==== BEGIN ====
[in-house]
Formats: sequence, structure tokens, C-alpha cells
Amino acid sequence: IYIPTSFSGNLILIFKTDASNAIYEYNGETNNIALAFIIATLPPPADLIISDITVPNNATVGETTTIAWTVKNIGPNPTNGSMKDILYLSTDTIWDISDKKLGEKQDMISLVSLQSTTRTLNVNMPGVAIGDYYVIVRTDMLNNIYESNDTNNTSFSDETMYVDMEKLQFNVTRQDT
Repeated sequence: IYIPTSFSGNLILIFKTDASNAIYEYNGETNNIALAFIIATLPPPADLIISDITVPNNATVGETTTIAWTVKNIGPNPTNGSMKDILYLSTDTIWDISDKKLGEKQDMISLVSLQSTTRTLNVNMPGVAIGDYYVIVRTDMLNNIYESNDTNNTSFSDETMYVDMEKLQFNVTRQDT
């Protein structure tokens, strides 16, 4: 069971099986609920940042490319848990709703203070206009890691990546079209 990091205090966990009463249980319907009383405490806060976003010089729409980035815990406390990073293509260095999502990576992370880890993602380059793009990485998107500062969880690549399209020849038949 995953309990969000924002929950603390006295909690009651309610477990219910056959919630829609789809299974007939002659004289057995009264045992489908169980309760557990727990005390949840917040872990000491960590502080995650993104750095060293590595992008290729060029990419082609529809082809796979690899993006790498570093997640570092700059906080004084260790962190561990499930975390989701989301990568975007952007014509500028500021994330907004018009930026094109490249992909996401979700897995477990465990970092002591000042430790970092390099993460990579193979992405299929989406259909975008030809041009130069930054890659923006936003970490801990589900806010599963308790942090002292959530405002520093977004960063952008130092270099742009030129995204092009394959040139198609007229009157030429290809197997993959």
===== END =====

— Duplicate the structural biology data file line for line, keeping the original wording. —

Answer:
[in-house]
Formats: sequence, structure tokens, C-alpha cells
Amino acid sequence: IYIPTSFSGNLILIFKTDASNAIYEYNGETNNIALAFIIATLPPPADLIISDITVPNNATVGETTTIAWTVKNIGPNPTNGSMKDILYLSTDTIWDISDKKLGEKQDMISLVSLQSTTRTLNVNMPGVAIGDYYVIVRTDMLNNIYESNDTNNTSFSDETMYVDMEKLQFNVTRQDT
Repeated sequence: IYIPTSFSGNLILIFKTDASNAIYEYNGETNNIALAFIIATLPPPADLIISDITVPNNATVGETTTIAWTVKNIGPNPTNGSMKDILYLSTDTIWDISDKKLGEKQDMISLVSLQSTTRTLNVNMPGVAIGDYYVIVRTDMLNNIYESNDTNNTSFSDETMYVDMEKLQFNVTRQDT
């Protein structure tokens, strides 16, 4: 069971099986609920940042490319848990709703203070206009890691990546079209 990091205090966990009463249980319907009383405490806060976003010089729409980035815990406390990073293509260095999502990576992370880890993602380059793009990485998107500062969880690549399209020849038949 995953309990969000924002929950603390006295909690009651309610477990219910056959919630829609789809299974007939002659004289057995009264045992489908169980309760557990727990005390949840917040872990000491960590502080995650993104750095060293590595992008290729060029990419082609529809082809796979690899993006790498570093997640570092700059906080004084260790962190561990499930975390989701989301990568975007952007014509500028500021994330907004018009930026094109490249992909996401979700897995477990465990970092002591000042430790970092390099993460990579193979992405299929989406259909975008030809041009130069930054890659923006936003970490801990589900806010599963308790942090002292959530405002520093977004960063952008130092270099742009030129995204092009394959040139198609007229009157030429290809197997993959």